The WWF's Living Planet Report 2020 reveals 68% drop in wildlife populations tracked over 46 years (1970-2016). It reports that this catastrophic decline is largely due to the environmental destruction (such as deforestation, unsustainable agriculture and the illegal wildlife trade) that contributes to virus outbreaks such as COVID-19.
    A wealth of video interviews with policymakers and scientists is available on the WTM RT Hub  ‘Biodiversity, eco-system services and tourism – conflict or symbiosis?’ 
  8. Covid-19 and Transforming Tourism
    The Office of the United Nations Secretary-General, António Guterres has published a policy brief  on “COVID-19 and Transforming Tourism”
    The S-G writes: This crisis is also an unprecedented opportunity to transform the relationship of tourism with nature, climate and the economy. It is time to rethink how the sector impacts our natural resources and ecosystems, building on existing work on sustainable tourism; to examine how it interacts with our societies and other economic sectors; to measure and manage it better; to ensure a fair distribution of its benefits and to advance the transition towards a carbon-neutral and resilient tourism economy. A collective and coordinated response by all stakeholders can stimulate the transformation of tourism, together with economic recovery packages, and investments in the green economy.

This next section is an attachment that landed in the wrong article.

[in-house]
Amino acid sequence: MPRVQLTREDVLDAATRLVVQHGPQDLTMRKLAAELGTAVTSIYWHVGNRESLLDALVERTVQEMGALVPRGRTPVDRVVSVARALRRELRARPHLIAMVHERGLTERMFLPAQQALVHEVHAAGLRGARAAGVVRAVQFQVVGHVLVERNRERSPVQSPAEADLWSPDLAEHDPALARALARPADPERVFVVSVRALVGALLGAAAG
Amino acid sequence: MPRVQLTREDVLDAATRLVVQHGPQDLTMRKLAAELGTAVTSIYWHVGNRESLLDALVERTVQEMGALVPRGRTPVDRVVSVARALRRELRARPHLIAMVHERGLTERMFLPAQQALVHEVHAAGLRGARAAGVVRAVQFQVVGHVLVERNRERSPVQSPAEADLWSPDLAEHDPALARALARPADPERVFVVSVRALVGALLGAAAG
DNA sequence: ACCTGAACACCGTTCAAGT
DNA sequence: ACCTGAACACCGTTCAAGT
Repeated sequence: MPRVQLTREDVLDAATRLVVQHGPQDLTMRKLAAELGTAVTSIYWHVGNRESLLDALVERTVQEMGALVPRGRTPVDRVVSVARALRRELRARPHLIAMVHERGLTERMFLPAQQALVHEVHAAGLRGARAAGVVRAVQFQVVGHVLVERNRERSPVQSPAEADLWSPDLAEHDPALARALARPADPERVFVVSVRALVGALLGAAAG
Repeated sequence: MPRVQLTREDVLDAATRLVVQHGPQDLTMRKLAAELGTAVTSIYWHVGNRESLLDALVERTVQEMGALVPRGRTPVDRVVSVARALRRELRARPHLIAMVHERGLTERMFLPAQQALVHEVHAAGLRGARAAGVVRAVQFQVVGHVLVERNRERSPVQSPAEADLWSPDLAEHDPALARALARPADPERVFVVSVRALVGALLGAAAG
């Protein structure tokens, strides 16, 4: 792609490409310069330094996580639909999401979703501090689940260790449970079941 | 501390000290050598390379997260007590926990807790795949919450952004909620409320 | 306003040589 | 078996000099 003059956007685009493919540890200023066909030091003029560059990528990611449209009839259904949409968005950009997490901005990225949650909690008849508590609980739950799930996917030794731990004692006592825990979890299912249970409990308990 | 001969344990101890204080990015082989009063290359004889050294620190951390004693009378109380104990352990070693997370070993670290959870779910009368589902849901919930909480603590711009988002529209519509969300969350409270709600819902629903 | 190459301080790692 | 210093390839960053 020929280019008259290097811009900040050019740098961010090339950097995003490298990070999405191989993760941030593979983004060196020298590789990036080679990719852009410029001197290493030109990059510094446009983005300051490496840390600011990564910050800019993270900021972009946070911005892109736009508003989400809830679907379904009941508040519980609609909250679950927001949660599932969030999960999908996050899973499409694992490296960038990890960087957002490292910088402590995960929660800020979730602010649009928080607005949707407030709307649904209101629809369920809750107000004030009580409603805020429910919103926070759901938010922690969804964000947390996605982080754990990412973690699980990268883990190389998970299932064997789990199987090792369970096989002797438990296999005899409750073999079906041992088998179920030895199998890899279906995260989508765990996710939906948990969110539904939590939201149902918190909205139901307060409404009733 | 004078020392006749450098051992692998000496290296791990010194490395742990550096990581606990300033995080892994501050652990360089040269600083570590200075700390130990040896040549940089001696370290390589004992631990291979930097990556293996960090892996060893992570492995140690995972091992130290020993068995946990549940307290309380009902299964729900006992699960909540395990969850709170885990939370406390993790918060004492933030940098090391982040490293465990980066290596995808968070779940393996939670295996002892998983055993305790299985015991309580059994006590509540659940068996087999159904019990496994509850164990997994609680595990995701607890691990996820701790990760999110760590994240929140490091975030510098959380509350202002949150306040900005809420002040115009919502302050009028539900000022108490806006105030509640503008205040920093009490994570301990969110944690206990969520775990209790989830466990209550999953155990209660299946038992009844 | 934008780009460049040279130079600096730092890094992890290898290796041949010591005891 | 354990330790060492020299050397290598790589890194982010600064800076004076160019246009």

9. The Economic Impact of the Pandemic
    As the normal peak season come to the end in European destinations reports of the economic impact of the pandemic on tourism are emerging. 6o% of Italians are reported to have taken a break but Giorgio Palmucci, president of the Italian national tourist board, ENIT, reports that "The projected 2020 loss from overseas visitors to Italy is €24.6 billion and even domestic traveller spending is down €43.6 billion," The Italian Confederation of Business has reported that 70% of hotels in cities like Rome and Florence and 20% in coastal areas never even reopened after the lockdown. The Italian National Institute of Statistics projects that 60% of businesses in the industry fear imminent collapse. More CNN Travel
  10. Miscellany
    Summer with Greta - BBC Radio 4 
    Uthando in South Africa has raised 2,000,000 Rand (~124,00 USD, £95,000)) supporting 40 projects impacted by Covid-19
    Top 8 most powerful passports in the world
    UK launches  Escape the Everyday campaign to boost domestic breaks  more